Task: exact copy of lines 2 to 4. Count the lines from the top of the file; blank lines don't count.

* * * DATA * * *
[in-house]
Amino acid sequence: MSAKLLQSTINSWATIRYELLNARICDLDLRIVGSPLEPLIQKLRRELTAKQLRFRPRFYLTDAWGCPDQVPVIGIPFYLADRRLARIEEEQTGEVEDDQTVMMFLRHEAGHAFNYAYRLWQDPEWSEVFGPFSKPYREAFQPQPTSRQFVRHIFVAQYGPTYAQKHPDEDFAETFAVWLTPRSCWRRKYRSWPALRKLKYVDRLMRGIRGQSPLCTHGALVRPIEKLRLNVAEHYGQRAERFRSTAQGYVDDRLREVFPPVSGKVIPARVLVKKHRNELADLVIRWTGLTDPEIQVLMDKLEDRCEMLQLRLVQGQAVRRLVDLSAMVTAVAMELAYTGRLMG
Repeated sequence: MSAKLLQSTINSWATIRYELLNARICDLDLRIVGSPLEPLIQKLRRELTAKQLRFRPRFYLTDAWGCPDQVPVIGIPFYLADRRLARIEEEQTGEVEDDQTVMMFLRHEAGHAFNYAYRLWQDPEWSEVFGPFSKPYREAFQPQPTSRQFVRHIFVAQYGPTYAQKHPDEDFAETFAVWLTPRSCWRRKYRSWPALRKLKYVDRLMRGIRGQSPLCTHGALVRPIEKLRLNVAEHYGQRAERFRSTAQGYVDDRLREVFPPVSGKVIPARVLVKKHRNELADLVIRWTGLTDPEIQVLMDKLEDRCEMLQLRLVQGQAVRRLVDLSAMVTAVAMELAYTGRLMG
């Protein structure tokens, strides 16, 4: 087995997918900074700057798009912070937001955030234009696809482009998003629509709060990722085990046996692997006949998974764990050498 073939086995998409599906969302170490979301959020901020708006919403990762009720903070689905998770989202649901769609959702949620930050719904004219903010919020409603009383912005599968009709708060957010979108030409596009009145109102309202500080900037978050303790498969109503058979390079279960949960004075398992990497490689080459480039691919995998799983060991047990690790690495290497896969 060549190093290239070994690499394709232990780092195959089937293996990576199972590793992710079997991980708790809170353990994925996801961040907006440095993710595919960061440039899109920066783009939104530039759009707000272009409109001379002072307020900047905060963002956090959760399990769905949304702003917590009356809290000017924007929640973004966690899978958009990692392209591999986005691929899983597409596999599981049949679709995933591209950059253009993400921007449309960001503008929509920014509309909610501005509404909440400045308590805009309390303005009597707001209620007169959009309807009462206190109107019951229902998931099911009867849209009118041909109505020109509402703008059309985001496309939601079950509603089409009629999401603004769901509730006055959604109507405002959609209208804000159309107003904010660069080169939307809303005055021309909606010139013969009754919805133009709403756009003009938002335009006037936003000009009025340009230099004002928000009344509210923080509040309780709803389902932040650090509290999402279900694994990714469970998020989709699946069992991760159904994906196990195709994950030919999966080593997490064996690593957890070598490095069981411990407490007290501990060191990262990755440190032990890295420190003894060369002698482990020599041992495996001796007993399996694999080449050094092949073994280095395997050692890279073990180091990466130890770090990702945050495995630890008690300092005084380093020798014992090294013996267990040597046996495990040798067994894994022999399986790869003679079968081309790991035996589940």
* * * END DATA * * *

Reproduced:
Amino acid sequence: MSAKLLQSTINSWATIRYELLNARICDLDLRIVGSPLEPLIQKLRRELTAKQLRFRPRFYLTDAWGCPDQVPVIGIPFYLADRRLARIEEEQTGEVEDDQTVMMFLRHEAGHAFNYAYRLWQDPEWSEVFGPFSKPYREAFQPQPTSRQFVRHIFVAQYGPTYAQKHPDEDFAETFAVWLTPRSCWRRKYRSWPALRKLKYVDRLMRGIRGQSPLCTHGALVRPIEKLRLNVAEHYGQRAERFRSTAQGYVDDRLREVFPPVSGKVIPARVLVKKHRNELADLVIRWTGLTDPEIQVLMDKLEDRCEMLQLRLVQGQAVRRLVDLSAMVTAVAMELAYTGRLMG
Repeated sequence: MSAKLLQSTINSWATIRYELLNARICDLDLRIVGSPLEPLIQKLRRELTAKQLRFRPRFYLTDAWGCPDQVPVIGIPFYLADRRLARIEEEQTGEVEDDQTVMMFLRHEAGHAFNYAYRLWQDPEWSEVFGPFSKPYREAFQPQPTSRQFVRHIFVAQYGPTYAQKHPDEDFAETFAVWLTPRSCWRRKYRSWPALRKLKYVDRLMRGIRGQSPLCTHGALVRPIEKLRLNVAEHYGQRAERFRSTAQGYVDDRLREVFPPVSGKVIPARVLVKKHRNELADLVIRWTGLTDPEIQVLMDKLEDRCEMLQLRLVQGQAVRRLVDLSAMVTAVAMELAYTGRLMG
């Protein structure tokens, strides 16, 4: 087995997918900074700057798009912070937001955030234009696809482009998003629509709060990722085990046996692997006949998974764990050498 073939086995998409599906969302170490979301959020901020708006919403990762009720903070689905998770989202649901769609959702949620930050719904004219903010919020409603009383912005599968009709708060957010979108030409596009009145109102309202500080900037978050303790498969109503058979390079279960949960004075398992990497490689080459480039691919995998799983060991047990690790690495290497896969 060549190093290239070994690499394709232990780092195959089937293996990576199972590793992710079997991980708790809170353990994925996801961040907006440095993710595919960061440039899109920066783009939104530039759009707000272009409109001379002072307020900047905060963002956090959760399990769905949304702003917590009356809290000017924007929640973004966690899978958009990692392209591999986005691929899983597409596999599981049949679709995933591209950059253009993400921007449309960001503008929509920014509309909610501005509404909440400045308590805009309390303005009597707001209620007169959009309807009462206190109107019951229902998931099911009867849209009118041909109505020109509402703008059309985001496309939601079950509603089409009629999401603004769901509730006055959604109507405002959609209208804000159309107003904010660069080169939307809303005055021309909606010139013969009754919805133009709403756009003009938002335009006037936003000009009025340009230099004002928000009344509210923080509040309780709803389902932040650090509290999402279900694994990714469970998020989709699946069992991760159904994906196990195709994950030919999966080593997490064996690593957890070598490095069981411990407490007290501990060191990262990755440190032990890295420190003894060369002698482990020599041992495996001796007993399996694999080449050094092949073994280095395997050692890279073990180091990466130890770090990702945050495995630890008690300092005084380093020798014992090294013996267990040597046996495990040798067994894994022999399986790869003679079968081309790991035996589940």